Dr Inamori receives honorary knighthood

Paul Madden, the British Ambassador to Japan and Kazuo Inamori

Dr Inamori receives honorary knighthood

Dr Kazuo Inamori, founder of the Inamori Foundation, received the title of Honorary Knight Commander of the Most Excellent Order of the British Empire (KBE) at an investiture ceremony held at the British Embassy in Tokyo on 28 November 2019.

Paul Madden, the British Ambassador to Japan, presented Dr Inamori with the honour in recognition of his distinguished services to relations between the UK and Japan in a variety of fields.

Dr Inamori is the Founder and Chairman Emeritus of Kyocera Corporation, Honorary Adviser of KDDI Corporation and of Japan Airlines, and Founder of Inamori Foundation. He established Kyocera when he was 27 and began devoting himself to the development and marketing of advanced ceramic materials. After the deregulation of Japan’s telecommunications market, he established DDI Corporation (now KDDI) with the goal of lowering long-distance calling fees. In 2010, at the age of 78, he accepted a volunteer assignment as chairman of Japan Airlines, leading the flag carrier out of bankruptcy, returning it to solid profitability, and relisting it on the Tokyo Stock Exchange.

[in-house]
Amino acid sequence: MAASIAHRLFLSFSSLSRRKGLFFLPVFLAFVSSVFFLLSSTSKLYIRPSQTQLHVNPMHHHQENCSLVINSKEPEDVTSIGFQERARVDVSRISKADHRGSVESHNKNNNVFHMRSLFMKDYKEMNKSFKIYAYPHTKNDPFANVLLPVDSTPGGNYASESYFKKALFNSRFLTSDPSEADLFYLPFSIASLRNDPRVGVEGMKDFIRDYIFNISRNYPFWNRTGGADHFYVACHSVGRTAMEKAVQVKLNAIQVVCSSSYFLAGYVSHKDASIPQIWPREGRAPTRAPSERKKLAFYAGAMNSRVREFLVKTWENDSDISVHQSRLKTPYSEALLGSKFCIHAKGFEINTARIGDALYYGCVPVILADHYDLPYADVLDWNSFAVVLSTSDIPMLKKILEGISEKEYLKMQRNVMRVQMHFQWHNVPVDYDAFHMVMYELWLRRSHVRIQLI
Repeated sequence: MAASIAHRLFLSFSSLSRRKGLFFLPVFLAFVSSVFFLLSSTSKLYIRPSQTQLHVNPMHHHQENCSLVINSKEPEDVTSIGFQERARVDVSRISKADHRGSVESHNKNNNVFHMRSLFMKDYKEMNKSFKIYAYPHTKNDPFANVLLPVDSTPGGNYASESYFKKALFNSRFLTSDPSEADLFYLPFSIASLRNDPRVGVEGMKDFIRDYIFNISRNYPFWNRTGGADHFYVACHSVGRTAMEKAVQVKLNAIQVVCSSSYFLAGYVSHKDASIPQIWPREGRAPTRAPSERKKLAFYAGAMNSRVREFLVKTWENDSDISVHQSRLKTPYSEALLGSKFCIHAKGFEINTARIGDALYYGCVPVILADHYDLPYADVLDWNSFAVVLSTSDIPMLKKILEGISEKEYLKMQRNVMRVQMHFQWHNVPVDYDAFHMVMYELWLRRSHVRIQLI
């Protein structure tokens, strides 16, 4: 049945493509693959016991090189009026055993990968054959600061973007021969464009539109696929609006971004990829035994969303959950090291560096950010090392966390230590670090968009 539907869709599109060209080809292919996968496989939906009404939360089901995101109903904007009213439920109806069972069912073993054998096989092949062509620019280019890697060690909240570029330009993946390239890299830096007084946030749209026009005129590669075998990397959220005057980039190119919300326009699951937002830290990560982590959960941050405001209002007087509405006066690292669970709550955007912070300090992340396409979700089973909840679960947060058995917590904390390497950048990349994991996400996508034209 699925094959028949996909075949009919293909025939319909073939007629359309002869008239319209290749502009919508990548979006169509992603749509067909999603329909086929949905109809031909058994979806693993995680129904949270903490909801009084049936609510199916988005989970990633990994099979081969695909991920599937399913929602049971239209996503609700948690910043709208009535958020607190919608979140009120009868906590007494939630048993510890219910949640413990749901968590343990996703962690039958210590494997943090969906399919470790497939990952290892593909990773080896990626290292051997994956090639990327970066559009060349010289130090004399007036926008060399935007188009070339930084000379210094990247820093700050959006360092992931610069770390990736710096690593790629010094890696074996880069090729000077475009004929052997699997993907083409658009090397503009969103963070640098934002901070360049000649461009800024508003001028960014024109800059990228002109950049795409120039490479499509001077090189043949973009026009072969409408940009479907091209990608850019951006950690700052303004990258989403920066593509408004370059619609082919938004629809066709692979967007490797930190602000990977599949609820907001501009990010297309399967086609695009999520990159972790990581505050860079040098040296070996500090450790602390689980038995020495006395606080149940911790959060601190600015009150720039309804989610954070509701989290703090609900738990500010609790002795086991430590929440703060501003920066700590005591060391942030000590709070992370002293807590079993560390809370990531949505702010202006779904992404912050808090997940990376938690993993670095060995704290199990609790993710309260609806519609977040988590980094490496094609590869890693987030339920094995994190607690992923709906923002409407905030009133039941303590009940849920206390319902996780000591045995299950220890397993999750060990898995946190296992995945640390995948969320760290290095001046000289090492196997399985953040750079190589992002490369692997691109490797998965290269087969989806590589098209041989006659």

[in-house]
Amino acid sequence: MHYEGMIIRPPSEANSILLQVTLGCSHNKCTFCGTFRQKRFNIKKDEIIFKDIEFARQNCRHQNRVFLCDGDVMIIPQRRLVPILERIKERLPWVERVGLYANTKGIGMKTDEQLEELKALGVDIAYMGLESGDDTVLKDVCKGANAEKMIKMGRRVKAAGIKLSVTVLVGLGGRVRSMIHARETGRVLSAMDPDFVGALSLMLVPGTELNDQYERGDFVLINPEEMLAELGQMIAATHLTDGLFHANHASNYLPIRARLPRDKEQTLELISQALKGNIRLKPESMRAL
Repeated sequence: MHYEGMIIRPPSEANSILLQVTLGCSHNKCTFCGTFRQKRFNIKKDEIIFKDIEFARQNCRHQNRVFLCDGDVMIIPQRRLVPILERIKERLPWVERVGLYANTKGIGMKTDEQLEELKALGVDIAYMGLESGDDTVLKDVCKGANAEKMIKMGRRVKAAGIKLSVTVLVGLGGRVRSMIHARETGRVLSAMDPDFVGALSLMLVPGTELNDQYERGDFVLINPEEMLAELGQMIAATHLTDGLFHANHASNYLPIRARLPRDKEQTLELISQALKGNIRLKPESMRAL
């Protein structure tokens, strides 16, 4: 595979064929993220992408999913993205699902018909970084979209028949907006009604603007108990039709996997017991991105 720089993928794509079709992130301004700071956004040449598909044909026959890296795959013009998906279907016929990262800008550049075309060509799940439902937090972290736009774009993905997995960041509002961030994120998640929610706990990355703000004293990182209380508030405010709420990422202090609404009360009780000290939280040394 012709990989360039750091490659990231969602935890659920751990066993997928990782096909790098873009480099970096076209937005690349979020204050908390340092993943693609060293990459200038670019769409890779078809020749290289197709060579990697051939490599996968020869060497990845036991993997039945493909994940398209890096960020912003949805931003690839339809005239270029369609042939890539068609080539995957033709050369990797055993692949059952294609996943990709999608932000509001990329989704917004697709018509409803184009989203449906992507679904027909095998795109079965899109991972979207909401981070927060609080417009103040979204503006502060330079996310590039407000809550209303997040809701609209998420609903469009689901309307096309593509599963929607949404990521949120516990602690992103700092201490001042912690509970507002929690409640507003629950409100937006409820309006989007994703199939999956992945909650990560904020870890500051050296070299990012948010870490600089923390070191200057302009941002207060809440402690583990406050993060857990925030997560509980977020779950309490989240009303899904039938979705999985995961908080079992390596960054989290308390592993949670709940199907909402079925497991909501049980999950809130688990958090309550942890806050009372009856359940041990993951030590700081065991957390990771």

As a philanthropist, he established the non-profit Inamori Foundation and the Kyoto Prize in 1984 to celebrate researchers and artists who have made outstanding contributions to the advancement and development of humankind, reflecting his lifelong belief that “human beings have no higher calling than to strive for the greater good of humanity and the world.”

The British Ambassador Paul Madden saluted Inamori for his personal leadership and commitment, and was delighted to congratulate him on the award of an Honorary Knighthood.

“This is really more of an honour than I deserve. I would like to express my heartfelt gratitude,” said Dr Inamori. “I feel that the conferment of this honour represents the greatest praise for the activities that Kyocera, KDDI, Japan Airlines, and the Inamori Foundation have fostered together with the British people in their respective histories,” Inamori continued. “I want to share this honour with everyone in each company. I will continue to make efforts so that the friendly relationship between Japan and the UK may further develop in favourable ways forever.”

Kyocera and KDDI, have created thousands of jobs across the UK, including data centres in the London Docklands which carry more than half the public internet traffic in Europe. At Japan Airlines, Dr. Inamori played a critical role in negotiating the contract to purchase Airbus aircraft. The Kyoto Prize has recognised 12 eminent British individuals since 1984, and the University of Oxford’s Blavatnik School of Government has hosted the Laureates every May since 2017 for the Kyoto Prize at Oxford.


Photo: Paul Madden, the British Ambassador to Japan and Kazuo Inamori / British Embassy Tokyo